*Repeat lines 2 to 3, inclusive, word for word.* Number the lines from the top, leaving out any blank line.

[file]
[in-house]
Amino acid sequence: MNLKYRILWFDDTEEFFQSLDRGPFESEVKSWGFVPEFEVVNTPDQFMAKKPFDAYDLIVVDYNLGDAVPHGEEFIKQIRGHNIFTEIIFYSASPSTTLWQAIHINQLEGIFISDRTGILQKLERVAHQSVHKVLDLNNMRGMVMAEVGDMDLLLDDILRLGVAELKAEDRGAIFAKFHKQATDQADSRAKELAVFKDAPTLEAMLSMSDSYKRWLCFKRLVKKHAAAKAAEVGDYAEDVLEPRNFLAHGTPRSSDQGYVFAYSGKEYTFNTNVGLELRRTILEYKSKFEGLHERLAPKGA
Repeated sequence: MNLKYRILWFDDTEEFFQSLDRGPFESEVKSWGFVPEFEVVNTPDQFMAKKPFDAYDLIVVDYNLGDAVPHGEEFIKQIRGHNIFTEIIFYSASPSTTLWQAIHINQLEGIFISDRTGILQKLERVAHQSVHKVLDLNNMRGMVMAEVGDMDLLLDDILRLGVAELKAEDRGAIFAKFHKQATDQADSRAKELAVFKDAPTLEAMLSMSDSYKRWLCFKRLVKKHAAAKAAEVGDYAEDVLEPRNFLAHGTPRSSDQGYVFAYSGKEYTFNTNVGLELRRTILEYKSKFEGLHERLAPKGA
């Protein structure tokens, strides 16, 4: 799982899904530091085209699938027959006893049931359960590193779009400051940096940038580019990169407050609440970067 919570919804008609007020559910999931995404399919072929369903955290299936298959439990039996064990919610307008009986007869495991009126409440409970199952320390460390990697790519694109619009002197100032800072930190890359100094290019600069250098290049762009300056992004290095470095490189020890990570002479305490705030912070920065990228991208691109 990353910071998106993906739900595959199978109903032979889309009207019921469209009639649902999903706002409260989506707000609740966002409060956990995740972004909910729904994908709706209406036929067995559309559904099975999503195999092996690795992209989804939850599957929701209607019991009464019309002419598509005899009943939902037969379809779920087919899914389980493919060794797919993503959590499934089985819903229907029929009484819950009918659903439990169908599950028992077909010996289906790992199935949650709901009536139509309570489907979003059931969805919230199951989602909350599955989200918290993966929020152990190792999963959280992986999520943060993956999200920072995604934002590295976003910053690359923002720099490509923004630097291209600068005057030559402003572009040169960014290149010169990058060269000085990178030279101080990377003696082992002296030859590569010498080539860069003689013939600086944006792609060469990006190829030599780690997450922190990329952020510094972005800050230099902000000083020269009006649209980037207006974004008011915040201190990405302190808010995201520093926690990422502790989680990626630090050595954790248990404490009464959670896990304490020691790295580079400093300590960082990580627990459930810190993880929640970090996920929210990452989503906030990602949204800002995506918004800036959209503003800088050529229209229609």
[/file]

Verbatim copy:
Amino acid sequence: MNLKYRILWFDDTEEFFQSLDRGPFESEVKSWGFVPEFEVVNTPDQFMAKKPFDAYDLIVVDYNLGDAVPHGEEFIKQIRGHNIFTEIIFYSASPSTTLWQAIHINQLEGIFISDRTGILQKLERVAHQSVHKVLDLNNMRGMVMAEVGDMDLLLDDILRLGVAELKAEDRGAIFAKFHKQATDQADSRAKELAVFKDAPTLEAMLSMSDSYKRWLCFKRLVKKHAAAKAAEVGDYAEDVLEPRNFLAHGTPRSSDQGYVFAYSGKEYTFNTNVGLELRRTILEYKSKFEGLHERLAPKGA
Repeated sequence: MNLKYRILWFDDTEEFFQSLDRGPFESEVKSWGFVPEFEVVNTPDQFMAKKPFDAYDLIVVDYNLGDAVPHGEEFIKQIRGHNIFTEIIFYSASPSTTLWQAIHINQLEGIFISDRTGILQKLERVAHQSVHKVLDLNNMRGMVMAEVGDMDLLLDDILRLGVAELKAEDRGAIFAKFHKQATDQADSRAKELAVFKDAPTLEAMLSMSDSYKRWLCFKRLVKKHAAAKAAEVGDYAEDVLEPRNFLAHGTPRSSDQGYVFAYSGKEYTFNTNVGLELRRTILEYKSKFEGLHERLAPKGA